A treasure of gold and silver ancient Roman coins has been found at a mining site in Huelva, southern Spain.
The discovery is of “incalculable value and a milestone in the archeology of this mining area,” according to the archeologists from Atalaya Mining, the company running the mine who found it. The discovery was reported by local newspaper Huelva Informacion.
The 40 or 50 coins found, which date from the 2nd century AD, according to a report in La Informacion, are said to be from the era of Nero and Trajan.
“It is a discovery of great beauty that comes to contribute data to our knowledge of RioTinto, that was the great mine of the Roman Empire,” Luis Iglesias, director of archeology at Atalaya Mining, told El Pais.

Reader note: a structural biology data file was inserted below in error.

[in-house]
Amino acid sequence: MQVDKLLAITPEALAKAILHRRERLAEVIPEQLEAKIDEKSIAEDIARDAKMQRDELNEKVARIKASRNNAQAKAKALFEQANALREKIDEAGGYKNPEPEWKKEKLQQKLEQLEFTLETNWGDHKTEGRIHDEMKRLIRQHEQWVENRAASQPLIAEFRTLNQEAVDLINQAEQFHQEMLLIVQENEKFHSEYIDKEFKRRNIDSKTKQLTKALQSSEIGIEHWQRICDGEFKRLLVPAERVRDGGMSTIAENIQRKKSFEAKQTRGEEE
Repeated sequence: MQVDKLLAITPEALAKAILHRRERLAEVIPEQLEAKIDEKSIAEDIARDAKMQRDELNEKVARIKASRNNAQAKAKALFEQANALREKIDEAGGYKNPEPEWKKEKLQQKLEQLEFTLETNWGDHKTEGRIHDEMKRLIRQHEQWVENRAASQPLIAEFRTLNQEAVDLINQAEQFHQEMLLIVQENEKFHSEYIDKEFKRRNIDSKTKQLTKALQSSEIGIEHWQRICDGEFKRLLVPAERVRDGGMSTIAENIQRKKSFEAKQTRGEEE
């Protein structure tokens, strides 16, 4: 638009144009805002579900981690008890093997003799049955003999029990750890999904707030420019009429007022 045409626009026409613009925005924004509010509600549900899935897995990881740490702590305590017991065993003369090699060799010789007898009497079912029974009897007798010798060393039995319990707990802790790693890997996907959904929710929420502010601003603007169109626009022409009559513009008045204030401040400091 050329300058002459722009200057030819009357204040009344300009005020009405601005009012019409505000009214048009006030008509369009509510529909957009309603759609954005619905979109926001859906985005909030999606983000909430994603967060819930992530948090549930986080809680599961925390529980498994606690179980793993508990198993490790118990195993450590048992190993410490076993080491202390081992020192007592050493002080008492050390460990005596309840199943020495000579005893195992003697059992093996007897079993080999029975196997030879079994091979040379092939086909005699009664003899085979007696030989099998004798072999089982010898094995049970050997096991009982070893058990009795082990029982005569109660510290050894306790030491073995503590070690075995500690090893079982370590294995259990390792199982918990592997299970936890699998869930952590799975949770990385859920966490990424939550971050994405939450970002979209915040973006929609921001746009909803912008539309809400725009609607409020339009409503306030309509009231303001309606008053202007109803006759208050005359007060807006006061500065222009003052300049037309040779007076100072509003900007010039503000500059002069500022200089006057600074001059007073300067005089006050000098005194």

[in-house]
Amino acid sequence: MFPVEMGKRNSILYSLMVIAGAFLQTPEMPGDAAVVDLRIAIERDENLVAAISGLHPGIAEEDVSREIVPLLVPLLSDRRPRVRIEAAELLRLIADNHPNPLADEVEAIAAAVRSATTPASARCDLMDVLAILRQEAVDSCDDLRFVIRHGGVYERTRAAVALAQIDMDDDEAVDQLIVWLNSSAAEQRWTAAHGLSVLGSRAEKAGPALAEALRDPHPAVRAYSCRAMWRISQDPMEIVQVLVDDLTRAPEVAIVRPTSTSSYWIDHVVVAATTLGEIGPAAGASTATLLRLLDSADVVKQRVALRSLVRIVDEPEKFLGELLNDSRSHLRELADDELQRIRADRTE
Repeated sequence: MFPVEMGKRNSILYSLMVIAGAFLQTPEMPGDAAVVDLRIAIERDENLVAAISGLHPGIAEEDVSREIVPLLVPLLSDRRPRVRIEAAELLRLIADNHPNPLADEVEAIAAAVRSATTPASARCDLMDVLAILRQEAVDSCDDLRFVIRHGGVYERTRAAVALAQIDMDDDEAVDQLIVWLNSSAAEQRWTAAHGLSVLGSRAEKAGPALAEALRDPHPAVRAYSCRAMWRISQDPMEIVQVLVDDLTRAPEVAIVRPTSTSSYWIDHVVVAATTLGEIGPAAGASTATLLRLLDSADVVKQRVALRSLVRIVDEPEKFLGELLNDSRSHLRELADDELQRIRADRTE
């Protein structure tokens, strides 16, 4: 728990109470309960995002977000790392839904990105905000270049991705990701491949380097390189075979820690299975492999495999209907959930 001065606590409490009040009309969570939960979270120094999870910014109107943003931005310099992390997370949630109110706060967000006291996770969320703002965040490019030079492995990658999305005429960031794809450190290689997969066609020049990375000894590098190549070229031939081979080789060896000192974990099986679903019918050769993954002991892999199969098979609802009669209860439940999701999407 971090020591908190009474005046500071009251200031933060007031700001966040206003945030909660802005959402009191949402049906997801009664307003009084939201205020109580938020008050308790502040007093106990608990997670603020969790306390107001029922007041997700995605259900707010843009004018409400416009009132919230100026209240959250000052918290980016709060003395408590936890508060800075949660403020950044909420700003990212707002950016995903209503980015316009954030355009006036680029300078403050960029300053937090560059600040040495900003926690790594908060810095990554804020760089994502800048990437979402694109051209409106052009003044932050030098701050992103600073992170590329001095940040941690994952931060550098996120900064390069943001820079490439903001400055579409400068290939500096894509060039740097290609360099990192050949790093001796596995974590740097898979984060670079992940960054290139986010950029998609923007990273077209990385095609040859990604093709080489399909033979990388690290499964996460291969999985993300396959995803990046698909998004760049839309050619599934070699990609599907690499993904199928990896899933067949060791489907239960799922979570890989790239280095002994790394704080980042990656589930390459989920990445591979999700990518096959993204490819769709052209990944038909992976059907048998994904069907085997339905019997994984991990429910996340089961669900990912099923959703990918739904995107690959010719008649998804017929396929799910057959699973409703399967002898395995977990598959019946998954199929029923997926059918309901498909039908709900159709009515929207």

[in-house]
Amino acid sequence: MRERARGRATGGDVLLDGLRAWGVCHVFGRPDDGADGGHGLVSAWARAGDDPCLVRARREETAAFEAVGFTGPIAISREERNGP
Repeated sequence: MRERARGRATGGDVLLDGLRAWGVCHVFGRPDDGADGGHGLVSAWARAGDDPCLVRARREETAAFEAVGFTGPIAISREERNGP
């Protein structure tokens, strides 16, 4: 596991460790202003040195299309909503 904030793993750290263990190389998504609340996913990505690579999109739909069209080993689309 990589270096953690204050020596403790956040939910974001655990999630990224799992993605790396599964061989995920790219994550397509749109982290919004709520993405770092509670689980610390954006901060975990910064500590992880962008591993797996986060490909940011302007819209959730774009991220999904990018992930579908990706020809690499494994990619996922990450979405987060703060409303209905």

Experts believe the owner of the coins would have been an influential resident of the ancient Roman settlement of Orium. The coins were found bunched together because they would probably have been held in a leather purse before, according to the archeologists who found them.
The find has helped archeologists and historians establish that the city of Urium, on the site of the modern city of Huelva, stretched further west than previously known.
Archeologists discovered the coins as they were placing a metal sheet to protect a site that has already been identified as an area rich in Roman remains. The excavations are being funded by the local province and led by Juan Aurelio Pérez Macías, from the University of Huelva, according to El Pais.
The find adds to the discovery of 600 Roman coins in Sevilla in April 2016.
The latest haul of found coins will remain provisionally on display at the Mining Museum in Minas de RioTinto until a permanent place for them is established.